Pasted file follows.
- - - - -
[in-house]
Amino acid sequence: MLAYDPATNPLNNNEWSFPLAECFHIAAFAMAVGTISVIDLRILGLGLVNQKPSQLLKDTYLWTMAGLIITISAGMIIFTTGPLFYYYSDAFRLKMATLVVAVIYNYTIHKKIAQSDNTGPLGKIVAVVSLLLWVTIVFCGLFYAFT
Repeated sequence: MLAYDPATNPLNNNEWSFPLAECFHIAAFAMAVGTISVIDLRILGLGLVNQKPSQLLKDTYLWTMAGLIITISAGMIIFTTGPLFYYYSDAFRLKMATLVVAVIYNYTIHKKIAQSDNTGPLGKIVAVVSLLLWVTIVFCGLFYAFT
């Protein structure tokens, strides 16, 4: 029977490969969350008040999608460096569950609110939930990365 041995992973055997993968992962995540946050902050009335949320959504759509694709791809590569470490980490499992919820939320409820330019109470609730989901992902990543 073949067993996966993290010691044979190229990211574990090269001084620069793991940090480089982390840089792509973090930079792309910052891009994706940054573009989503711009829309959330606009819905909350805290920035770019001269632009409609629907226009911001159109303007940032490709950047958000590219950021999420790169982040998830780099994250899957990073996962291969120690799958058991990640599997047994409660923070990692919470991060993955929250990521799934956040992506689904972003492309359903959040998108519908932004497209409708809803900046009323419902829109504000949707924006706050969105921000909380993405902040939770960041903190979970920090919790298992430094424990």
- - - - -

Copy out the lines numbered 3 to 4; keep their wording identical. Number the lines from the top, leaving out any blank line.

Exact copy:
Repeated sequence: MLAYDPATNPLNNNEWSFPLAECFHIAAFAMAVGTISVIDLRILGLGLVNQKPSQLLKDTYLWTMAGLIITISAGMIIFTTGPLFYYYSDAFRLKMATLVVAVIYNYTIHKKIAQSDNTGPLGKIVAVVSLLLWVTIVFCGLFYAFT
């Protein structure tokens, strides 16, 4: 029977490969969350008040999608460096569950609110939930990365 041995992973055997993968992962995540946050902050009335949320959504759509694709791809590569470490980490499992919820939320409820330019109470609730989901992902990543 073949067993996966993290010691044979190229990211574990090269001084620069793991940090480089982390840089792509973090930079792309910052891009994706940054573009989503711009829309959330606009819905909350805290920035770019001269632009409609629907226009911001159109303007940032490709950047958000590219950021999420790169982040998830780099994250899957990073996962291969120690799958058991990640599997047994409660923070990692919470991060993955929250990521799934956040992506689904972003492309359903959040998108519908932004497209409708809803900046009323419902829109504000949707924006706050969105921000909380993405902040939770960041903190979970920090919790298992430094424990």